All Iraq News reports 1 National Intelligence Service (Muntasir Abdul Razzaq) officer was shot dead in Baghdad. an Abu Ghraib bombing claimed the lives of 2 soldiers and left a third injured, and 1 person was shot dead in Mosul.  But the news 'big enough' to interest news outlets outside of Iraq?  Alsumaria reports a bombing in cell number nine of Baghdad's Tasfirat Rusafa prison which has claimed the lives of 1 guard and 1 prisoner and left four guards and two prisoners injured.  Citing an unnamed security source, All Iraq News reports that the bomb was an explosive belt that had been brought into the prison in parts by a prisoner who later assembled the belt.  AP covers it here.   Alsumaria reports that the National Alliance's Jaafar al-Moussawi has demanded the arrest of Minister of Justice Hassan Shammari and is calling for reform of the women's prisons.  AAP reports that 4 police officers were shot dead outside of Falluja and a Tikrit sticky bombing claimed the life of 1 "department head [Sabah Bahaa al-Din] in the College of Agriculture on the Tikrit University campus."  Xinhua adds, "Separately, gunmen stopped a bus carrying passengers in western Mosul and shot dead a young man aboard, but a police force arrived and exchanged fire with the attackers who killed one of the policemen before they fled the scene, the source said."  And on bombs, the Iraq Times reports that contractors for the British embassy were caught entering the country with bombs hidden in Korans (even if you don't read Arabic, check out the photo of the bomb in the Koran).

In other dangers to the lives of the Iraqi people, All Iraq News explains that Babylon's Department of Health has shut down work on the water plant due to the fact that that toxins from too much cholrine are making the people sick.  I'm not doing links but we'll note it.  Whispers abound that 'terrorists' ('Ba'athists') met up in Anakara to plot assassinations in Baghdad and they met with Iraqi Vice President Tareq al-Hashemi.  It's the sort of thing you expect from the whisper mill especially when there's a move towards a retrial of Tareq (which he is entitled to by law -- of course, if they're going to follow the law, the verdict against him should be tossed aside for several reasons including he can't be tried while he's in office).  Again, it's the sort of whispers State of Law excells in and I'm not in the mood to treat it as news.  They're trying to distract from a potential move for a retrial.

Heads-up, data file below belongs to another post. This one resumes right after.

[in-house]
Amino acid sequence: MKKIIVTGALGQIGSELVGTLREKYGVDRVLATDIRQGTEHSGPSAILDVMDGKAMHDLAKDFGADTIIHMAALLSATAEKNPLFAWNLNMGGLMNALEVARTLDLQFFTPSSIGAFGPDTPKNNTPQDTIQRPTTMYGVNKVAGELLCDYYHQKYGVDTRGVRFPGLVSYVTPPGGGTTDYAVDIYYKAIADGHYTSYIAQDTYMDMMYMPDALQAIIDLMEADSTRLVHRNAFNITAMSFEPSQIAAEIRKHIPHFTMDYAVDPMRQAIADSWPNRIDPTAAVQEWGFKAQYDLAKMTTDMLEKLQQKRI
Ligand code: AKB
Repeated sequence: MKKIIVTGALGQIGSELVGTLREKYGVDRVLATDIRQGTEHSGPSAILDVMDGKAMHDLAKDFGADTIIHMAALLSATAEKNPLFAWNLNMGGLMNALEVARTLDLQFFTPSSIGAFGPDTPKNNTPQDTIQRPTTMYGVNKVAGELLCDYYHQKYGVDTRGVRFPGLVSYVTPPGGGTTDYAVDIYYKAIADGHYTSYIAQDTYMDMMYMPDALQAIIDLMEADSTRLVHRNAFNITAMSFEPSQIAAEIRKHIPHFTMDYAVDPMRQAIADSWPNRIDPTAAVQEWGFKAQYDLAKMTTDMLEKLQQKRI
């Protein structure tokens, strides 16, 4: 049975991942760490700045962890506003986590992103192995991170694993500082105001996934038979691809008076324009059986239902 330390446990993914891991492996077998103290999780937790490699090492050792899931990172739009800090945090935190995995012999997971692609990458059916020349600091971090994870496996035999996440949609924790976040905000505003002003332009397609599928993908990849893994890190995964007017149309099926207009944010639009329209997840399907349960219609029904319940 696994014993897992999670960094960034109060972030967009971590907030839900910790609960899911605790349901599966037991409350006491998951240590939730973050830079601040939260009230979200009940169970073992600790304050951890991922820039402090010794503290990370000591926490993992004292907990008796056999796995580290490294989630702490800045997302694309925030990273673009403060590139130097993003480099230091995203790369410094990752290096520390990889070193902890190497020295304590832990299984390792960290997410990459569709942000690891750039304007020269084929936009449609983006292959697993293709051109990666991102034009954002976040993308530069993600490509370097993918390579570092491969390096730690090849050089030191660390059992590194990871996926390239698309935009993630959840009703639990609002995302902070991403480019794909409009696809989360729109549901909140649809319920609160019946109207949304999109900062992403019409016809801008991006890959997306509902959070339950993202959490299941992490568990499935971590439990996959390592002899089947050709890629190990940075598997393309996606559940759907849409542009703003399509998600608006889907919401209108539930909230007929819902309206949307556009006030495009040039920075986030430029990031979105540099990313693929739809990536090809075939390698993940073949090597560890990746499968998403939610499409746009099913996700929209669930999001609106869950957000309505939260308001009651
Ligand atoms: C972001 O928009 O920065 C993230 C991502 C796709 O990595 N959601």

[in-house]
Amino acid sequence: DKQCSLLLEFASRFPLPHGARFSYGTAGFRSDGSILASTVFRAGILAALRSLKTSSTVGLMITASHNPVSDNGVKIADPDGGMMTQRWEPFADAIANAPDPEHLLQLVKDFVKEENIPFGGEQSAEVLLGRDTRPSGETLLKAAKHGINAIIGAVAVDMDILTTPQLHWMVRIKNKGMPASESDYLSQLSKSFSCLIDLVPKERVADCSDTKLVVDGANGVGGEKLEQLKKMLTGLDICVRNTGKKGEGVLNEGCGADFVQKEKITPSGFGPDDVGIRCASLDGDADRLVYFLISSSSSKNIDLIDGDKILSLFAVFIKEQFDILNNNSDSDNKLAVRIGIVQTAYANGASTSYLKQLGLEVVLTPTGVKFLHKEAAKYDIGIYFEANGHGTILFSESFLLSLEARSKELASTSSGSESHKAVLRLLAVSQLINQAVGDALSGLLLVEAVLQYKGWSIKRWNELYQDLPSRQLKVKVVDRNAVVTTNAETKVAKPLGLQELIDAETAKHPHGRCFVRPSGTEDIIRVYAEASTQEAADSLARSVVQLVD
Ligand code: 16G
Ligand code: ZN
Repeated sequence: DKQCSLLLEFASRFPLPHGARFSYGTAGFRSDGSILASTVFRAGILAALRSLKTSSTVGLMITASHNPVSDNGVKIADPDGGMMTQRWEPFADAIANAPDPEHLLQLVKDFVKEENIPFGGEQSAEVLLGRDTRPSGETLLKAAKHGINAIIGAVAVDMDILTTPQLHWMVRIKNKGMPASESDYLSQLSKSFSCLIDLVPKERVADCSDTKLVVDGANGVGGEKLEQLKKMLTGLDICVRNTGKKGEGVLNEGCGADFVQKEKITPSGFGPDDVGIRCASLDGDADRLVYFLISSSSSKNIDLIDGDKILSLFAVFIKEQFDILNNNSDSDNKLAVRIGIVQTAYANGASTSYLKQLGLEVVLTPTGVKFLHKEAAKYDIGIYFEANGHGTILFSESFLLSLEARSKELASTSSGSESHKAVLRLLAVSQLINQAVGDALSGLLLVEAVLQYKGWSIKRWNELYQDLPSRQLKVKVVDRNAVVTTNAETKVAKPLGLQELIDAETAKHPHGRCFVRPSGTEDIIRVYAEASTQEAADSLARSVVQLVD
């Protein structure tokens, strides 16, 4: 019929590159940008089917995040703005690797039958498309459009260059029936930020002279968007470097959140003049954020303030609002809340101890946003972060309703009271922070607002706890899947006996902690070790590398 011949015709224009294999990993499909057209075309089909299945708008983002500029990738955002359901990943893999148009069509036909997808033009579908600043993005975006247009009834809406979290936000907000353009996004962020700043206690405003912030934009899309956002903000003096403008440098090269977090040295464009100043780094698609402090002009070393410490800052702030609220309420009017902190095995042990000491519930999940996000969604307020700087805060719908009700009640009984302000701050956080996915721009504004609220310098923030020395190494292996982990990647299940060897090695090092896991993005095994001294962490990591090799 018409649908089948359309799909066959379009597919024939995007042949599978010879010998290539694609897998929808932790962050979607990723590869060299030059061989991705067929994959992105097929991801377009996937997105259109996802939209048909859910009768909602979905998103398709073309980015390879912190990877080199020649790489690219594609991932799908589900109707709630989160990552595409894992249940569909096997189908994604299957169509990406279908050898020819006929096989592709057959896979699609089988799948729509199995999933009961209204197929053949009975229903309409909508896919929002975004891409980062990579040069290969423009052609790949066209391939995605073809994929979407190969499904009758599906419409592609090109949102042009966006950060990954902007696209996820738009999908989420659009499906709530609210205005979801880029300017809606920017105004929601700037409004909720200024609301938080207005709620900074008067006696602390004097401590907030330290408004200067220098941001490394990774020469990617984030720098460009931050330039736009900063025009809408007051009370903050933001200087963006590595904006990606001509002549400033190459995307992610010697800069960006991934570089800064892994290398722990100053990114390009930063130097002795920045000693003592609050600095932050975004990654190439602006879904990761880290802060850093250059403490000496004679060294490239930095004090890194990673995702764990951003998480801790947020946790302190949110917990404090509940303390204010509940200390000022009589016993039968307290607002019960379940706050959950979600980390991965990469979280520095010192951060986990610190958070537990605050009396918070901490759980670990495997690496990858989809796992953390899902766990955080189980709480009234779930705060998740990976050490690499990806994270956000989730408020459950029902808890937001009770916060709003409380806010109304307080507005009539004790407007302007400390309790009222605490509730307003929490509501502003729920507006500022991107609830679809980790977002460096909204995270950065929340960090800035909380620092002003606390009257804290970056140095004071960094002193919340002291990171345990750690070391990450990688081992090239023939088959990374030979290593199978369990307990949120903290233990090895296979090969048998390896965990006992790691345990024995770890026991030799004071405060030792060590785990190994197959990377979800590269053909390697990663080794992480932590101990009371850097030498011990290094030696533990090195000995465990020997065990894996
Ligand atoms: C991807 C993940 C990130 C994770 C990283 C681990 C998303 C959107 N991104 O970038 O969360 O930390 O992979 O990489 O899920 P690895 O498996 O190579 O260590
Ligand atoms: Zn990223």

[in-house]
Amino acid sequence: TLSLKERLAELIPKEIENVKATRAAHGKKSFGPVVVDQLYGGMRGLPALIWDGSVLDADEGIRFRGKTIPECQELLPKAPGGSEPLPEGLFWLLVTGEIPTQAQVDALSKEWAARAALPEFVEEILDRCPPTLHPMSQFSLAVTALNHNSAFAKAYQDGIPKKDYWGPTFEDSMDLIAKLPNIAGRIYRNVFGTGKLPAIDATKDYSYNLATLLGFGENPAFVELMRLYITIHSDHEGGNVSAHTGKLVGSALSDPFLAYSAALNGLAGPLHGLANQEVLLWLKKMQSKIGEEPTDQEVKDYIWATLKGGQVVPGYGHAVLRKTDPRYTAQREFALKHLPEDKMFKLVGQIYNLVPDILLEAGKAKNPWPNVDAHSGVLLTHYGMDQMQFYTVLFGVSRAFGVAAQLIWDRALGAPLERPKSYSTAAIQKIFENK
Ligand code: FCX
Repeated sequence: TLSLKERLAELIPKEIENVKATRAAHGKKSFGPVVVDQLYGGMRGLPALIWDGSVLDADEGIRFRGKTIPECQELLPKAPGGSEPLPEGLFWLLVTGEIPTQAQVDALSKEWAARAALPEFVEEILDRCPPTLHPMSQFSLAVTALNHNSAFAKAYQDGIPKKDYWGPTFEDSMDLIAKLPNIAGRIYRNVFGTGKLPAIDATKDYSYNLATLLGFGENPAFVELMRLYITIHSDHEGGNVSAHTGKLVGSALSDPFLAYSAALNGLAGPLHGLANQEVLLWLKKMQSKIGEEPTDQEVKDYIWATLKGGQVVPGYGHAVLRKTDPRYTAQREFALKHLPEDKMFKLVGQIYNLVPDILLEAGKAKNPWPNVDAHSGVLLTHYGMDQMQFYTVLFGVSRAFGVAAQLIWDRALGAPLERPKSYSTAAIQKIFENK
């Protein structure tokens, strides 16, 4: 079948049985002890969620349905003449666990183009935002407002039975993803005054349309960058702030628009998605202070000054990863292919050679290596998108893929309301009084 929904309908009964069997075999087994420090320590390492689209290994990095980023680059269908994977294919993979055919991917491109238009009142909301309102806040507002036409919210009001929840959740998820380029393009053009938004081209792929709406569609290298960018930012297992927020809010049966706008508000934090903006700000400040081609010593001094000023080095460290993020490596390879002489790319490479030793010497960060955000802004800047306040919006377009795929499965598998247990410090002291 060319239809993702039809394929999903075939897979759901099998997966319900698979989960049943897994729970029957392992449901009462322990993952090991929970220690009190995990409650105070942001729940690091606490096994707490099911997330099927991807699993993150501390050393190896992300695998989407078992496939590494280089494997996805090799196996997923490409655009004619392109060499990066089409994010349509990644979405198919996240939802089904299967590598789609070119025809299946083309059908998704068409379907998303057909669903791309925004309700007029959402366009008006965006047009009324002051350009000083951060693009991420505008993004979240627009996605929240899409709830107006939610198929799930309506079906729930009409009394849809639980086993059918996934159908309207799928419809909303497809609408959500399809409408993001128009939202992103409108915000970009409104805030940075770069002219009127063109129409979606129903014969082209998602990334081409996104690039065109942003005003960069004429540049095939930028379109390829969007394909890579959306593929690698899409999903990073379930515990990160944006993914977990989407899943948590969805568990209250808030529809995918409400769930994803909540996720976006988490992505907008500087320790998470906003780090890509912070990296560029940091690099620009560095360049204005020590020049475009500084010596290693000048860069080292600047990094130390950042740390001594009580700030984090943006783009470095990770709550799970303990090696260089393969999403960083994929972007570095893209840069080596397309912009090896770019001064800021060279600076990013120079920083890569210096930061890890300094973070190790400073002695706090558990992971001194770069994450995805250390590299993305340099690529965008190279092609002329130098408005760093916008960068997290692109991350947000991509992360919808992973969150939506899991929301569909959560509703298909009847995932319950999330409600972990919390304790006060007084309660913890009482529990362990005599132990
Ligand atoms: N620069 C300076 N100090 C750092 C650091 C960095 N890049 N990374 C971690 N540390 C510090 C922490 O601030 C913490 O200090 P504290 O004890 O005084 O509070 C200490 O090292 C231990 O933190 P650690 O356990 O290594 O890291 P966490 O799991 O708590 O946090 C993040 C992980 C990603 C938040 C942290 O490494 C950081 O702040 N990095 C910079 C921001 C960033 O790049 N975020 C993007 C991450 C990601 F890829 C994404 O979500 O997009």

Let's turn to the political crises.  We'll deal with the most recent first.  For six years, Nouri's refused to abide by the Constitution and implement Article 140 to resolve disputed areas (Article 140 calls for a census and referendum).  Having refused to follow the Constitution he took an oath to, a few months ago, he decided to send his newly created Tigris Operation Command (in violation of the Constitution, Parliament did not approve of the commander of these forces) into disputed areas.  The Kurds see this as an effort on Nouri's part to illegally grab the disputed lands -- and, yes, it would be illegal.  Anything other than following Article 140 would be illegal.  Nouri's actions have led to a military stand-off -- one that continues despite the lies of AP last week hailing it as over.  Al Mada reports today that the Peshmerga spokesperson Jabbar Yawar states the Peshmera (Kurdish elite forces) remain in position and are not withdrawing until an agreement can be worked out between Erbil (capital of the KRG) and Baghdad.  The Kurdistan Regional Government is a semi-autonomous region.  Part of the problem currently is that Nouri al-Maliki has illegal seized control of the various military forces in Iraq.  The only forces he doesn't control are the Kurdish military.  The crown jewel of Iraq's forces is the Peshmerga. At one point, Nouri was 'offering' that the problem could be solved by his taking control of the Peshmerga.